Difference Between Similar Terms and Objects

Difference Between Diwali and Hanukkah

Religious ceremonies remain an integral part of society today. Often performed using objects, gestures, actions or words at a set sequence and sequestered place, these practices are characterized by rule-governance, traditionalism, formalism, sacral symbolism and invariance. They may include rites of passage, worship rites, purification rites, dedication ceremonies and oaths of allegiance, just to name a few. Diwali and Hanukkah remain some of the most popular religious celebrations all over the world today. Although they differ in context, they remain important ceremonies in the respective communities. 

What is Diwali?

Also referred to as the festival of lights, this is the celebration of the Hindu New Year which usually lasts 5 days. It is observed in late October or early November and is the most celebrated festival in the Hindu calendar.  Although it is a Hindu celebration, it may be celebrated by Jains, Sikhs, Muslims and other non-Hindus. The festival also welcomes Lakshmi, the goddess of abundance, prosperity and well-being. Part od Diwali is hence dedicated to receiving her blessings and worshiping her. 

Diwali celebrates the victory of good over evil through two sacred legends. One is the story of Rama whereby a jealous stepmother banished a prince and his wife from his kingdom. During the exile period, the prince (Rama) battled the demon who had kidnapped the wife (Sita). The two celebrated the return to their kingdom by lighting rows of earthen oil lamps. The second story involves the mother of the earth (Narkasura) who becomes evil after befriending a demon. Narkasura is, however, defeated after Lord Krishna restores peace to the earth upon hearing the people’s story. 

What is Hanukkah?

Also referred to as the festival of lights, this is an eight-day Jewish celebration to commemorate the Miracle of the oil. The history of Hanukkah dates back to over 2,000 years ago where the Jews in Judea rebelled against Antiochus, their Syrian ruler against the worship of Greek Gods by all Jews. The Jews celebrated their victory against Antiochus by lighting an oil lamp. They, however, did not have enough oil to burn the lamp for long. A miracle, however, occurred and they were able to burn it for eight days. 

Jews celebrate Hanukkah by placing eight candles in a Menorah and lighting one candle for each evening’s celebration. To remind passers-by of the holiday’s miracle, the Menorah is displayed near the door or in the window. People also exchange gifts with the less fortunate. 

Similarities between Diwali and Hanukkah

  • Both are festivals of lights 

Differences between Diwali and Hanukkah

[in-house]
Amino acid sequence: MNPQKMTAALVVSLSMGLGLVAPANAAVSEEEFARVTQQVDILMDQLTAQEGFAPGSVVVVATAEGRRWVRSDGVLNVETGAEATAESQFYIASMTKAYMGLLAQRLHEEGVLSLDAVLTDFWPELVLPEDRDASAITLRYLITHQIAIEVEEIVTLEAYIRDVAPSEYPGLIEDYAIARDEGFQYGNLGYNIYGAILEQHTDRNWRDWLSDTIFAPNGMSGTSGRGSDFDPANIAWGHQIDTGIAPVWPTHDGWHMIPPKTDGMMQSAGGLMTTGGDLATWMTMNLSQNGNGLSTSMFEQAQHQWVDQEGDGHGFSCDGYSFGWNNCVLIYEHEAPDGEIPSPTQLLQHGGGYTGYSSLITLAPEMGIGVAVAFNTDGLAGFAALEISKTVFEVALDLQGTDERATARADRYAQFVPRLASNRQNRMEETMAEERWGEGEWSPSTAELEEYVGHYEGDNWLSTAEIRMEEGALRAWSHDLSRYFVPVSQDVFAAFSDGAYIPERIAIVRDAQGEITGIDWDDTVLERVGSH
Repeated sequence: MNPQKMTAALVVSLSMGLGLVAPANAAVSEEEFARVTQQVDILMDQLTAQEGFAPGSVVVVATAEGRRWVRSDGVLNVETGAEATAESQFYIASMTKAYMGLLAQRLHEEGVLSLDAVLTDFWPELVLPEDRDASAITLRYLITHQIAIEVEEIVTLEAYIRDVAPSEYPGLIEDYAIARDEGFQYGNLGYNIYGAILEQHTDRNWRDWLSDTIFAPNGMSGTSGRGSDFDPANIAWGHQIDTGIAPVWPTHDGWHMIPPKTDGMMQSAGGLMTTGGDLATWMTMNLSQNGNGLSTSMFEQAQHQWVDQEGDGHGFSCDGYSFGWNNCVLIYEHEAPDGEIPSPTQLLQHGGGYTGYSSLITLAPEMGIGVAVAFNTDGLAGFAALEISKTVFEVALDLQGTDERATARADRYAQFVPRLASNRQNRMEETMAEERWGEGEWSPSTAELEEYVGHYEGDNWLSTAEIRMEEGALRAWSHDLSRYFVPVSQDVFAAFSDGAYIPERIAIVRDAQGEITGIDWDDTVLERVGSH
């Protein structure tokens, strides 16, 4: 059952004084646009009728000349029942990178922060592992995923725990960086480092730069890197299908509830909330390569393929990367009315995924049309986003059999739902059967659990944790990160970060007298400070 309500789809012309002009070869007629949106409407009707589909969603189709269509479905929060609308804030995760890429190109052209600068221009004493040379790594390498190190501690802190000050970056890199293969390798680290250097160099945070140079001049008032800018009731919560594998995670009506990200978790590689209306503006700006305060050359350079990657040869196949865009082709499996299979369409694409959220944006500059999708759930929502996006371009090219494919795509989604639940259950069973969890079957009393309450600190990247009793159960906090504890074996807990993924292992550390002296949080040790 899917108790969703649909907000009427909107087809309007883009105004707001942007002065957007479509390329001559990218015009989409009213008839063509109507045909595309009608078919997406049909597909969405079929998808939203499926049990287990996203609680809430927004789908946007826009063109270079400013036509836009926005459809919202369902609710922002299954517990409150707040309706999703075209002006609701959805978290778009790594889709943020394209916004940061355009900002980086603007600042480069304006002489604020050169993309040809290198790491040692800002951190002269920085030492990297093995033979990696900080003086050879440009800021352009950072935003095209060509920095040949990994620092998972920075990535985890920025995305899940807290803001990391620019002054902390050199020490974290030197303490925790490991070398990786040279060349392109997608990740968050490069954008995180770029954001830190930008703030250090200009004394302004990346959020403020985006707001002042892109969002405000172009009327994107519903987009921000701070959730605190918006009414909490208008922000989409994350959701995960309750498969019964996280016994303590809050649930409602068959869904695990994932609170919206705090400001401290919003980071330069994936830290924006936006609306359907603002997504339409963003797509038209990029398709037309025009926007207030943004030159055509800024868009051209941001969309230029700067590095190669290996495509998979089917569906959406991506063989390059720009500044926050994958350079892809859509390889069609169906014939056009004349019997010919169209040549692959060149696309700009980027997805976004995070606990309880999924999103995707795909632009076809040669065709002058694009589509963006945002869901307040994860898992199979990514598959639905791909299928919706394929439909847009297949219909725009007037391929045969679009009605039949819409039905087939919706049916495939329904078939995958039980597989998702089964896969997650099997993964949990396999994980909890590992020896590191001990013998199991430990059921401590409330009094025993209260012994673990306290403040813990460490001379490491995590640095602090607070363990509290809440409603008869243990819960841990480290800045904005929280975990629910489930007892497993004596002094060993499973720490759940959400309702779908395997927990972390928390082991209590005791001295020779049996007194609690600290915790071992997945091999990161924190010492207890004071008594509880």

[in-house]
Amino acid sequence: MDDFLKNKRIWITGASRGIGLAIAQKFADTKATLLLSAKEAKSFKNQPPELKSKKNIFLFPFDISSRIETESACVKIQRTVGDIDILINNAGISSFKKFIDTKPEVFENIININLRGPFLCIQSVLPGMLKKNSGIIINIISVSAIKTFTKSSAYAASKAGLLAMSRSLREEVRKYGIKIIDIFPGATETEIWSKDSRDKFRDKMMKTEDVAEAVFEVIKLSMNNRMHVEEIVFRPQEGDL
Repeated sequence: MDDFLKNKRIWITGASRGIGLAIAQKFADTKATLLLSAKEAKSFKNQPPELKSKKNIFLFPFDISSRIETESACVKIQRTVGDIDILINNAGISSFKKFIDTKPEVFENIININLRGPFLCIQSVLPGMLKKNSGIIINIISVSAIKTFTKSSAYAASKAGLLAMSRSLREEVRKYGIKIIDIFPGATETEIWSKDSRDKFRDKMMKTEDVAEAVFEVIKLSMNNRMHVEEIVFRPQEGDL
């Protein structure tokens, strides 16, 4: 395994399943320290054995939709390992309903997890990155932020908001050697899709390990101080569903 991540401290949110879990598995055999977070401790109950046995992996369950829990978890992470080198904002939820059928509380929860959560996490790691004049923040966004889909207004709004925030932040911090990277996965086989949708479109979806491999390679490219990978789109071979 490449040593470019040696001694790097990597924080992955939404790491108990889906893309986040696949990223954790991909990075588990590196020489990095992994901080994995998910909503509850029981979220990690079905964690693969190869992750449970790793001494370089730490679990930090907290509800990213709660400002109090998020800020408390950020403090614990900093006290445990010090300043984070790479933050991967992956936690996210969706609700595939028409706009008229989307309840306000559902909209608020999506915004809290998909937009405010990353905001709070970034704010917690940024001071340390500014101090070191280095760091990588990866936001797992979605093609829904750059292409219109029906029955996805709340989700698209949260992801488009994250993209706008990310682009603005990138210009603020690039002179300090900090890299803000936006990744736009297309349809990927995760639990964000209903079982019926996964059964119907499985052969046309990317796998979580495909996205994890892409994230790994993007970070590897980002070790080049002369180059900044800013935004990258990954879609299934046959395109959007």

Celebrated by

While Diwali is celebrated by Hindus, Hanukkah is celebrated by the Jews. 


Diwali welcomes Lakshmi, the goddess of abundance, prosperity and well-being and celebrates the victory of good over evil through two sacred legends. On the other hand, Hanukkah commemorates the Miracle of the oil. 

Celebration period

Diwali is celebrated for five days while Hanukkah is celebrated for eight days. 

Diwali vs. Hanukkah: Comparison Table

Summary between Diwali and Hanukkah

Diwali is a Hindu festival that welcomes Lakshmi, the goddess of abundance, prosperity and well-being and celebrates the victory of good over evil through two sacred legends. It is celebrated for five days. On the other hand, Hanukkah is a Jewish festival that commemorates the Miracle of the oil and is celebrated for eight days. Both are, however, festivals of lights.

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References :

[0]Ron Wolfson. Hanukkah: The Family Guide to Spiritual Celebration. Jewish Lights Publishing, 2001. https://books.google.co.ke/books?id=dm9CJpsrQCkC&pg=PR19&dq=Hanukkah&hl=en&sa=X&ved=2ahUKEwippfzV_afrAhUN_BQKHXupBgk4ChDoATAAegQIBBAC#v=onepage&q=Hanukkah&f=false

[1]Carol Plum-Ucci. Celebrate Diwali. Enslow Publishers, Inc., 2007. https://books.google.co.ke/books?id=uKo14J8295MC&pg=PA91&dq=Diwali&hl=en&sa=X&ved=2ahUKEwjlhNX1_KfrAhXOA2MBHWbAClkQ6AEwCHoECAUQAg#v=onepage&q=Diwali&f=false

[2]June Preszler. Diwali: Hindu Festival of Lights. Capstone Publishers, 2007. https://books.google.co.ke/books?id=WTBkx-eLAU4C&printsec=frontcover&dq=Diwali&hl=en&sa=X&ved=2ahUKEwjlhNX1_KfrAhXOA2MBHWbAClkQ6AEwAHoECAQQAg#v=onepage&q=Diwali&f=false

[3]Image credit: https://live.staticflickr.com/2474/4021549307_bb5bd6cbb0_b.jpg

[4]Image credit: https://commons.wikimedia.org/wiki/File:Hanuka-Menorah-by-Gil-Dekel-2014.jpg

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